Please consider all images as copyrighted – thank you. Contact me for use… DEClapp
There are several glacier-formed fjords (Norwegian spelling) along the New Zealand’s South Island’s western side. Few can be reached without great difficulty. Those of you who have a fear of heights or twisting roads may think that none of them can be reached with ease. The rides to Milford Sound (and Doubtful Sound – see separate blog page) are spectacular and the geology is raw and personal. In the rain there are hundreds of waterfalls; sometimes hundreds in view at once. In the sunshine it is breathtakingly beautiful to drive to and then ride on the sound.
The ride to Milford Sound is not short. You have to pass through farm and pasture land where sheep, dairy cows, and red deer are grazing before reaching the edges of the native Nothofagus forests. Then it is onward and upward to the tunnel that takes you through the last part of the greywhacke* mountain range and dropping you downward, steeply, to the coastal edge. The tunnel, the Homer Tunnel, is about 0.75 miles long (1.2km) dropping about 400′ before opening on the western side of the mountains. It was opened in 1953 after being started in 1935. It was conceived in 1889 by the founders of the saddle that served as a pass through this region.
The two valleys in the area of the tunnel, The Hollyford and the Cleddeau are about 2500 feet wide at the bottom and have nearly sheer walls rising nearly 3000′ vertically. This creates a marvelous bowl as the tunnel begins and a grand visit as you exit on the western side. Snow slides in this area, or the blast of compressed air from the descending slides, are good reason to keep this road closed in the winter. There are vast snowfields in the mountains above the tunnel and roadway.
Milford Sound itself is a steep sided passage carved out of argillite and greywhacke (and some granite as well) by glaciers. The fjord is about 9.3 miles long (15km) and quite narrow. It is the most famous tourist attraction in New Zealand with at least 550,000 people visiting each year. In some years it is nearly a million. The surprise to most Americans and Europeans is that there are almost no overnight accommodations in Milford. Almost everyone is bussed in and then bussed out each day. It is not really a playground but rather a treasure that is pretty well guarded.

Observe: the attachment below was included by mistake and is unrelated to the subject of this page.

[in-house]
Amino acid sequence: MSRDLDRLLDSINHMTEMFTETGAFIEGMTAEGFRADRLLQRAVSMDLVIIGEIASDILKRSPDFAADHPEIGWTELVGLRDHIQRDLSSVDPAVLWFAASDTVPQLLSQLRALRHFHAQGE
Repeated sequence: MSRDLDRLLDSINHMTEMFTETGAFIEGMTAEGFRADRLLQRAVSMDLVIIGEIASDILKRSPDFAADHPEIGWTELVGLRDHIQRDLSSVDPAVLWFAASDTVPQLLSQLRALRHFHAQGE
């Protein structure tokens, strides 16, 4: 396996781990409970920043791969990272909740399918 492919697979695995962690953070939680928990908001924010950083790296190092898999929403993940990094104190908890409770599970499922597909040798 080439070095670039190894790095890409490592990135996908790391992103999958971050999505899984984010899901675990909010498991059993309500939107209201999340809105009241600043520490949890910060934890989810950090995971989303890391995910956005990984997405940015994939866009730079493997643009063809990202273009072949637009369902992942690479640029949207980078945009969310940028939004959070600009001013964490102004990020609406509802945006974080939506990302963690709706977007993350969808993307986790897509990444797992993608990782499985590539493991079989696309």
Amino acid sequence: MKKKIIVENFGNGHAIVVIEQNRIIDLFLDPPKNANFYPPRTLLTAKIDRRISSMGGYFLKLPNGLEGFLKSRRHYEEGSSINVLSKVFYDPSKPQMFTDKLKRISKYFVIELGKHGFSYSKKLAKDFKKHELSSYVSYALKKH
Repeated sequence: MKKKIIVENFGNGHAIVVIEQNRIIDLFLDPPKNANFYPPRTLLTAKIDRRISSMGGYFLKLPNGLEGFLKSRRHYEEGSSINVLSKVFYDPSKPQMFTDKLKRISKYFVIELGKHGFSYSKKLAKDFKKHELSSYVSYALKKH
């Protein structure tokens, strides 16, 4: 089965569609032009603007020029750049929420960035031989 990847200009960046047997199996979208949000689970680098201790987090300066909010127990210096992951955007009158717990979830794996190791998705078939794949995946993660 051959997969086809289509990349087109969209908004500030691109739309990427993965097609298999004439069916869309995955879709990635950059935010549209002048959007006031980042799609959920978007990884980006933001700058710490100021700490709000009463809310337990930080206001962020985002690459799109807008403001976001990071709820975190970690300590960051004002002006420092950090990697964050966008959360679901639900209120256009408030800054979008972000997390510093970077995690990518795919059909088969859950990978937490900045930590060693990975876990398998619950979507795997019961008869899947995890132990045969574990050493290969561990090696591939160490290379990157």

The ride in and out provides a lesson in glaciation and its impacts. There are bare rock, steep-sided mountains, hanging valleys where glaciers once flowed, and valleys more than a thousand feet deep filled with glacial debris. The mountains, as they fall apart, present stone, sand, silt, and clay to be washed downhill. Much of this debris is created by the grinding of today’s glaciers on the mountain tops and some is from temperature changes that expand and contract either/or both water or stone. Expanding ice cracks the already fissured rock throughout the winter.
You can fly in and out – or just out – and get a chance to see the grandeur of the Southern Alps. These young mountains are still growing as the Indo-Australian Plate inches under the Pacific tectonic plate. The mountain grow and erode at about the same rate. The stone being raised from the ocean floor is quite fragile and the layers and schists break apart and erode away easily and quickly.
*Greywhacke is an old sandstone mostly formed as part of very ancient sea floors and now uplifted by tectonic actions to form the bulk of the Southern Alps. Some of the greywhacke found in New Zealand ages out at more than 300 million years. It is very much fractured and deformed and is just riddled with fine lines of white quartz that has intruded into the fractures. It is a rather hard rock which is a dark gray or black. It is often mixed with or in conjunction with ancient mudstone (argillite) as well.